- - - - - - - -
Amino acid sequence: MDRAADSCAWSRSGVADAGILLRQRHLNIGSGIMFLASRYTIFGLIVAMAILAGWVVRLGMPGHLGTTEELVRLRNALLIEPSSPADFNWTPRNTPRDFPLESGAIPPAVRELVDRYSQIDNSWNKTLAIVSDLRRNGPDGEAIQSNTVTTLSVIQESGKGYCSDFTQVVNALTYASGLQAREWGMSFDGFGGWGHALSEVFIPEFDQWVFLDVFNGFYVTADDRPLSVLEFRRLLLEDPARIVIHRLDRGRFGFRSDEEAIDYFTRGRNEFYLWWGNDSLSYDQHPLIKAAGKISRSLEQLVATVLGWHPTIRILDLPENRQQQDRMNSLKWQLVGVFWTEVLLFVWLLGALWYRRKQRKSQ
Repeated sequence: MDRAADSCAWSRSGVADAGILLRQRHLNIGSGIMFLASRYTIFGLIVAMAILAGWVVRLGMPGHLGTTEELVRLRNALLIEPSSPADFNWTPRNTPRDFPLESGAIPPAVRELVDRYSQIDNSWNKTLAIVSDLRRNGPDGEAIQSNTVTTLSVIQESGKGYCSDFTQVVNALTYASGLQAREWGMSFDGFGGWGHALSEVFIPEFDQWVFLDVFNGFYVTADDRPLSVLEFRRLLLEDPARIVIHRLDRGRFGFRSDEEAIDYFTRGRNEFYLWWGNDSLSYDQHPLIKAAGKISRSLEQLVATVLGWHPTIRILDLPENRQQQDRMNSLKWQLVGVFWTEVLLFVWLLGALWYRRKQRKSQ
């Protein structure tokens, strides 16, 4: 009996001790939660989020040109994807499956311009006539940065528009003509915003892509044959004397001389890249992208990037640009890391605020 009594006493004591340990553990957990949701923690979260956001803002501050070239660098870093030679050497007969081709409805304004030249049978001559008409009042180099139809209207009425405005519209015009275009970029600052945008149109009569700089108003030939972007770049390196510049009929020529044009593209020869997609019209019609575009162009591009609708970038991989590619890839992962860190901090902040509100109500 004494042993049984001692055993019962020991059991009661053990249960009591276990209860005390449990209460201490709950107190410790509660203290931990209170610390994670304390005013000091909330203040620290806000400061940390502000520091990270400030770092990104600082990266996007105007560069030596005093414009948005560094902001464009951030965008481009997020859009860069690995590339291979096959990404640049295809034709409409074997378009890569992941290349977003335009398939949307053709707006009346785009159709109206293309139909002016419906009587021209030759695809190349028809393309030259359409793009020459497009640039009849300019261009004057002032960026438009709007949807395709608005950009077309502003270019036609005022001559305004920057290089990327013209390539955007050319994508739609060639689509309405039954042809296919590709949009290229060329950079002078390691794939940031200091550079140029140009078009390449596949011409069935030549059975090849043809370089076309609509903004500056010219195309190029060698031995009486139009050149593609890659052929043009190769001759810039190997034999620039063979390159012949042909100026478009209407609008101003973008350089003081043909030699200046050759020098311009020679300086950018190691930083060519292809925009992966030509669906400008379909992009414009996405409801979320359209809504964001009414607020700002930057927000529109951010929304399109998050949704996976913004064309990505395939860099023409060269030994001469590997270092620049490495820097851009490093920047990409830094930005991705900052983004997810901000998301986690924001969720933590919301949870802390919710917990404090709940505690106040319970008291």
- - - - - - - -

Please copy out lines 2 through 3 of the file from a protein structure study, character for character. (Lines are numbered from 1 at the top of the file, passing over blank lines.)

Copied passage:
Repeated sequence: MDRAADSCAWSRSGVADAGILLRQRHLNIGSGIMFLASRYTIFGLIVAMAILAGWVVRLGMPGHLGTTEELVRLRNALLIEPSSPADFNWTPRNTPRDFPLESGAIPPAVRELVDRYSQIDNSWNKTLAIVSDLRRNGPDGEAIQSNTVTTLSVIQESGKGYCSDFTQVVNALTYASGLQAREWGMSFDGFGGWGHALSEVFIPEFDQWVFLDVFNGFYVTADDRPLSVLEFRRLLLEDPARIVIHRLDRGRFGFRSDEEAIDYFTRGRNEFYLWWGNDSLSYDQHPLIKAAGKISRSLEQLVATVLGWHPTIRILDLPENRQQQDRMNSLKWQLVGVFWTEVLLFVWLLGALWYRRKQRKSQ
């Protein structure tokens, strides 16, 4: 009996001790939660989020040109994807499956311009006539940065528009003509915003892509044959004397001389890249992208990037640009890391605020 009594006493004591340990553990957990949701923690979260956001803002501050070239660098870093030679050497007969081709409805304004030249049978001559008409009042180099139809209207009425405005519209015009275009970029600052945008149109009569700089108003030939972007770049390196510049009929020529044009593209020869997609019209019609575009162009591009609708970038991989590619890839992962860190901090902040509100109500 004494042993049984001692055993019962020991059991009661053990249960009591276990209860005390449990209460201490709950107190410790509660203290931990209170610390994670304390005013000091909330203040620290806000400061940390502000520091990270400030770092990104600082990266996007105007560069030596005093414009948005560094902001464009951030965008481009997020859009860069690995590339291979096959990404640049295809034709409409074997378009890569992941290349977003335009398939949307053709707006009346785009159709109206293309139909002016419906009587021209030759695809190349028809393309030259359409793009020459497009640039009849300019261009004057002032960026438009709007949807395709608005950009077309502003270019036609005022001559305004920057290089990327013209390539955007050319994508739609060639689509309405039954042809296919590709949009290229060329950079002078390691794939940031200091550079140029140009078009390449596949011409069935030549059975090849043809370089076309609509903004500056010219195309190029060698031995009486139009050149593609890659052929043009190769001759810039190997034999620039063979390159012949042909100026478009209407609008101003973008350089003081043909030699200046050759020098311009020679300086950018190691930083060519292809925009992966030509669906400008379909992009414009996405409801979320359209809504964001009414607020700002930057927000529109951010929304399109998050949704996976913004064309990505395939860099023409060269030994001469590997270092620049490495820097851009490093920047990409830094930005991705900052983004997810901000998301986690924001969720933590919301949870802390919710917990404090709940505690106040319970008291």